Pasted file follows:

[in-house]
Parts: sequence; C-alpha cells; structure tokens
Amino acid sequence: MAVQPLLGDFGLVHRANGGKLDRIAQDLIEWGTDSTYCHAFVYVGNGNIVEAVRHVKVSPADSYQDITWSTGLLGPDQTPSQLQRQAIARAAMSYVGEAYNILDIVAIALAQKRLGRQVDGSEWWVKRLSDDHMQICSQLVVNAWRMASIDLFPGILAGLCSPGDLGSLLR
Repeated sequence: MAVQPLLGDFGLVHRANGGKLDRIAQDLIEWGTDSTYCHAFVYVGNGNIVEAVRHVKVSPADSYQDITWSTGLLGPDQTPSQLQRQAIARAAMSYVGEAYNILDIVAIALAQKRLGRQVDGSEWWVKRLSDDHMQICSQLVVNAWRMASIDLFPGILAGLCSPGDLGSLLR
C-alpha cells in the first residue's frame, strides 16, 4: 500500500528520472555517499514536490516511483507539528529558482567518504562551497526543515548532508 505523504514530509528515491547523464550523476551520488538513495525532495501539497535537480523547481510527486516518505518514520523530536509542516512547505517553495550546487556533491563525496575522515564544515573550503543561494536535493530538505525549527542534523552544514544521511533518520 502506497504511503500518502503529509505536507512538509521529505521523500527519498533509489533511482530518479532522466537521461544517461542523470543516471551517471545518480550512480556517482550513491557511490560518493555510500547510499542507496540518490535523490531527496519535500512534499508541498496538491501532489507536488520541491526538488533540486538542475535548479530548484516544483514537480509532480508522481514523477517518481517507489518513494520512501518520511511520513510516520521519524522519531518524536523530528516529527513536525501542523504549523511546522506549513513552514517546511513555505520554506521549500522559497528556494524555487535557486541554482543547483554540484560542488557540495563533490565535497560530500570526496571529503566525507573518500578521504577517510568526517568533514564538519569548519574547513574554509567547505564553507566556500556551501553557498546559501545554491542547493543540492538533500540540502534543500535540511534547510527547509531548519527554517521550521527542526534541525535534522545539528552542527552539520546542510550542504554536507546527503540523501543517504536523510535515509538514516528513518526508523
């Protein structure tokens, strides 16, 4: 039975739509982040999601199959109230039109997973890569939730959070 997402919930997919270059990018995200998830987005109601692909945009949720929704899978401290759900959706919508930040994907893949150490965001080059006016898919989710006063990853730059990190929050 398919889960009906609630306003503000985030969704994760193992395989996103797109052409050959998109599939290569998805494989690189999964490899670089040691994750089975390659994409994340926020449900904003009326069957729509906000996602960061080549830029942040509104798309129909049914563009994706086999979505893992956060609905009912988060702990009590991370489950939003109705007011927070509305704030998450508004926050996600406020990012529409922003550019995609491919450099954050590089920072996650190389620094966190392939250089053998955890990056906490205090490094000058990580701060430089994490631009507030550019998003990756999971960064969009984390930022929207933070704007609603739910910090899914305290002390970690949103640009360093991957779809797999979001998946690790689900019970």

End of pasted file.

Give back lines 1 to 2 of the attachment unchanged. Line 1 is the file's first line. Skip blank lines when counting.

[in-house]
Parts: sequence; C-alpha cells; structure tokens